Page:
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Everytown for Gun Safety issues ‘Not Your Grandparents’ NRA’ report

NRA Executive Vice President Wayne LaPierre speaks during the National Rifle Association Annual Meeting Leadership Forum on April 25, 2014 in Indianapolis, Ind.
NRA Executive Vice President Wayne LaPierre speaks during the National Rifle Association Annual Meeting Leadership Forum on April 25, 2014 in Indianapolis, Ind.
Photo by John Gress/Getty Images

The National Rifle Association (NRA) is no longer the hunting club its founders created in 1871. Once dedicated to supporting hunting, marksmanship and responsible gun use, today’s NRA pursues a radical agenda that puts public safety at risk, according to a report released yesterday by Everytown for Gun Safety. Everytown is an organization recently formed by the merging of Governors Against Illegal Guns and Moms demand Action for Gun Sense in America.

In its first hundred years, the NRA supported common sense gun legislation, including the National Firearms act of 1934, which required registration of certain firearms and regulated the transport of these weapons across state lines. NRA member Ronal Reagan supported laws requiring a waiting period and background checks for gun purchases. According to the Everytown report, the NRA leadership changed in 1977 and with the change came a change in the Association’s focus from hunting to fighting gun regulations.

The report lists numerous actions the NRA has taken that Everytown believes compromises public safety. In 1986, the NRA successfully lobbied for a softening of federal laws passed following the assignation of President Kennedy that banned convicted felons from owning firearms. Proposed legislation that would allow the FBI to halt the sale of weapons to those on the Terrorist Watch list has been opposed by the NRA.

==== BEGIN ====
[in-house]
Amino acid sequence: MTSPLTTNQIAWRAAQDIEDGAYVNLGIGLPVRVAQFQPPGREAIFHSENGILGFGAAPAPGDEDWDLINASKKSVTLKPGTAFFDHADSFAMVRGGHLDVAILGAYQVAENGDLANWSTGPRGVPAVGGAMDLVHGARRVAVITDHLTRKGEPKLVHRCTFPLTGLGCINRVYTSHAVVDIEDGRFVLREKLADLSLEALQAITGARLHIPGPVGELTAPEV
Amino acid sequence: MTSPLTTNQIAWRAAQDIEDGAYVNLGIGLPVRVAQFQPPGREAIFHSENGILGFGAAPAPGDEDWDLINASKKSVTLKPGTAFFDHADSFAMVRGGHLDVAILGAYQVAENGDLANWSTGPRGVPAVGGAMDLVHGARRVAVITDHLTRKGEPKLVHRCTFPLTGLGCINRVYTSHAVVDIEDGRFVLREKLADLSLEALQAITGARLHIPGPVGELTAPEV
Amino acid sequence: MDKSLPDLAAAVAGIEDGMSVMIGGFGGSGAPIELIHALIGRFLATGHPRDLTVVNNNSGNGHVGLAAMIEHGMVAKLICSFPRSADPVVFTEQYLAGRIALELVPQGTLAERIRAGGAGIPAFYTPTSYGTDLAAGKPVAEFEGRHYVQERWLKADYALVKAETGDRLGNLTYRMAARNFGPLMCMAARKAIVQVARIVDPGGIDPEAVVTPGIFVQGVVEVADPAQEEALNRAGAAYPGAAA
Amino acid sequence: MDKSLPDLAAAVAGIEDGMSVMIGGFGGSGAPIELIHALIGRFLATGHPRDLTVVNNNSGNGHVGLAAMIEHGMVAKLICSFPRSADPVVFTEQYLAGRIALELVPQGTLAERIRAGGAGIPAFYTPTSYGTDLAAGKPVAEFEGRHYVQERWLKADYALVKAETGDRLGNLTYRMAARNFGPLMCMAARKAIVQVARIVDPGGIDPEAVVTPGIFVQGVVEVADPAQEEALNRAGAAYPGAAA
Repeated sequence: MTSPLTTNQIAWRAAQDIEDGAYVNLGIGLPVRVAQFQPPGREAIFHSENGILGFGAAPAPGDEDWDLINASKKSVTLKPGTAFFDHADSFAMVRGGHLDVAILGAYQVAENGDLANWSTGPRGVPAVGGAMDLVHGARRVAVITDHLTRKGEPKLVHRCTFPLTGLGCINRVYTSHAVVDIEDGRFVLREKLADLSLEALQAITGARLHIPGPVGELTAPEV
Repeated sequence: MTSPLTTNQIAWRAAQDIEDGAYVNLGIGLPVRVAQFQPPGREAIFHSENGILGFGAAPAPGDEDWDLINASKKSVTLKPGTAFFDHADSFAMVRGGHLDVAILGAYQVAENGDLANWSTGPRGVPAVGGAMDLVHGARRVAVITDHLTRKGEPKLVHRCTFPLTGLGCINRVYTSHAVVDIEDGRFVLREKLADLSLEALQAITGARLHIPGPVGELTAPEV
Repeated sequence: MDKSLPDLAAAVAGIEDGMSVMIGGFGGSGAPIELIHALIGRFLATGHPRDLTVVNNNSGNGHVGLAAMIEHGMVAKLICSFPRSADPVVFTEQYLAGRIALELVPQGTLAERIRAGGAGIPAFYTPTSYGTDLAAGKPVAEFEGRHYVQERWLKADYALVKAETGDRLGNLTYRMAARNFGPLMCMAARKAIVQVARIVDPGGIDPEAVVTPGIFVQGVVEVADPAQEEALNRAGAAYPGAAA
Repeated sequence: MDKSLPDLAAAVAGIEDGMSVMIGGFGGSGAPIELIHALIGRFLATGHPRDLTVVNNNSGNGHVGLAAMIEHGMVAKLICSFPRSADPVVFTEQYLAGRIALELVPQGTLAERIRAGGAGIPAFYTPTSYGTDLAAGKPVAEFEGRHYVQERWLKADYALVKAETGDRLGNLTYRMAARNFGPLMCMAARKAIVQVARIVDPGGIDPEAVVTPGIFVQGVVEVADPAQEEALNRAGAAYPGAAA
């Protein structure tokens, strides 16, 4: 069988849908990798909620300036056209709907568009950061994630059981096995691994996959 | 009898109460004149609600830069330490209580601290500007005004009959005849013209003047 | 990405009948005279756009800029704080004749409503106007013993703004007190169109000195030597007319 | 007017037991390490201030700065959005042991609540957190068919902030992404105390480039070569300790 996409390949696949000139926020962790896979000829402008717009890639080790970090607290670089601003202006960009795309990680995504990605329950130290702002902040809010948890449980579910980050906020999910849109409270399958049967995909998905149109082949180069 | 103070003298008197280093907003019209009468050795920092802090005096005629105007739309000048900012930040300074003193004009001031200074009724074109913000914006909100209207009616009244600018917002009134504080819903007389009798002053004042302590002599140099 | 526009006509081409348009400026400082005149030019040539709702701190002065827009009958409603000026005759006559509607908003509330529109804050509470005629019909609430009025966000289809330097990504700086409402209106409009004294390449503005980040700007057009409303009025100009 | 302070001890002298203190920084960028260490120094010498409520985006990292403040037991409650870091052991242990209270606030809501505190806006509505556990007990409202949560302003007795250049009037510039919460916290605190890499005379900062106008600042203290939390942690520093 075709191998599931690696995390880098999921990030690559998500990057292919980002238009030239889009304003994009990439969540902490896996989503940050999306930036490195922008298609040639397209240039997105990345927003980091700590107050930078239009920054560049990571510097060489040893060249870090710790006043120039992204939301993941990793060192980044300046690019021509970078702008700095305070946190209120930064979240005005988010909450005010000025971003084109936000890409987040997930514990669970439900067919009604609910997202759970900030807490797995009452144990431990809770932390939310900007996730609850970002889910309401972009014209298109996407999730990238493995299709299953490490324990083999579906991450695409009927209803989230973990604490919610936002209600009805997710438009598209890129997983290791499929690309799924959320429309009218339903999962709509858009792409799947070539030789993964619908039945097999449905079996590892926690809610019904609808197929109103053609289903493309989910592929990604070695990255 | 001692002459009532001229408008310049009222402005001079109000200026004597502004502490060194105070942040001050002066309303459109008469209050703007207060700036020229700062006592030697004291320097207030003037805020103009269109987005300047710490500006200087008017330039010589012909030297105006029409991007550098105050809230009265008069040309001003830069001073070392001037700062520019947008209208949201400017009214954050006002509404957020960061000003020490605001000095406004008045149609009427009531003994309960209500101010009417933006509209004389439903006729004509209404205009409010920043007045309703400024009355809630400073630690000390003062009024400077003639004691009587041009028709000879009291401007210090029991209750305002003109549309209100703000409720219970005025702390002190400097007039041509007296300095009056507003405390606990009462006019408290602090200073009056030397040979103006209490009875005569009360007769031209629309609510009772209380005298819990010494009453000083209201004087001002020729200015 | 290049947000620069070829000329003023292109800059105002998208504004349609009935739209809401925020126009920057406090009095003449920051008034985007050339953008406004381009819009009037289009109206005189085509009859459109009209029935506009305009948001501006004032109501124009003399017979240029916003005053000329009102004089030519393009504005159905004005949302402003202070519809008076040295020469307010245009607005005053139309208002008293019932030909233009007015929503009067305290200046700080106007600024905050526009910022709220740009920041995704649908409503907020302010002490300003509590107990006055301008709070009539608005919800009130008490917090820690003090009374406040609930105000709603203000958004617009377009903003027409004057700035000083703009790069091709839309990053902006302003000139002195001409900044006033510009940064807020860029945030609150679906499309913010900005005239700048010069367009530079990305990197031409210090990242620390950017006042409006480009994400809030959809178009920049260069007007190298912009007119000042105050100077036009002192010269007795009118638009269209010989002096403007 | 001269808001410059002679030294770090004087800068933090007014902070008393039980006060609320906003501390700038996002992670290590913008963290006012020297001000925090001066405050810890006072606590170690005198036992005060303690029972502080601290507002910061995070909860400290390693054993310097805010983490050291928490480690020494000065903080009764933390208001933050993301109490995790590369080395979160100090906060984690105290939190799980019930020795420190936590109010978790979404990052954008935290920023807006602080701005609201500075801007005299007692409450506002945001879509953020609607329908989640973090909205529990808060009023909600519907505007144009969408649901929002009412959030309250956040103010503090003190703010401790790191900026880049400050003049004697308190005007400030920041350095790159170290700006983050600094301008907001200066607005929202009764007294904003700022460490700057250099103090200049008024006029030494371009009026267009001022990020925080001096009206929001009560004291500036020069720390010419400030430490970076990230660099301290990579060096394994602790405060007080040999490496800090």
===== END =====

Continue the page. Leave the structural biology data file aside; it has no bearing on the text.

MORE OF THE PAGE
Working on the state level, the NRA has supported legislation that allows citizens to carry weapons inside bars and other establishments that sell alcohol. The results of this are several incidents of barroom fights turned fatal. At least 13 state legislatures either have passed or are considering NRA-backed legislation that would bar doctors from discussing gun safety issues with their patients. NRA leadership also opposes requirements that gun manufacturers use gun-tracing technologies, which would help law enforcement connect shell casings found at a crime scene to a particular weapon.

The NRA is holding its annual convention at the Indiana Convention Center in Indianapolis this weekend, and Moms Demand Action is setting up nearby at the Indiana War Memorial Plaza. Moms Demand Action member Lucia McBath, in an interview last night on MSNBC’s “The Last Word,” says the group’s goal in Indianapolis is to get the NRA leadership to stop their campaign of disinformation about gun violence. McBath’s 17-year-old son, Jordan Davis, was shot dead in November 2012 at a Jacksonville, Fla. gas station. The shooter, Michael Dunn, was upset that Jordan and his friends were playing loud music.

“The Last Word” host Ari Melber asked McBath how Moms could counter NRA’s claims that they are acting to protect Second Amendment rights. McBath responded, “It’s never been about taking away the Second Amendment rights of individuals in this country, it’s never been that, but what we have to do is make sure that we combine with those Second Amendment rights, you know, common sense gun safety laws. There is an accountability and a responsibility for that as well.”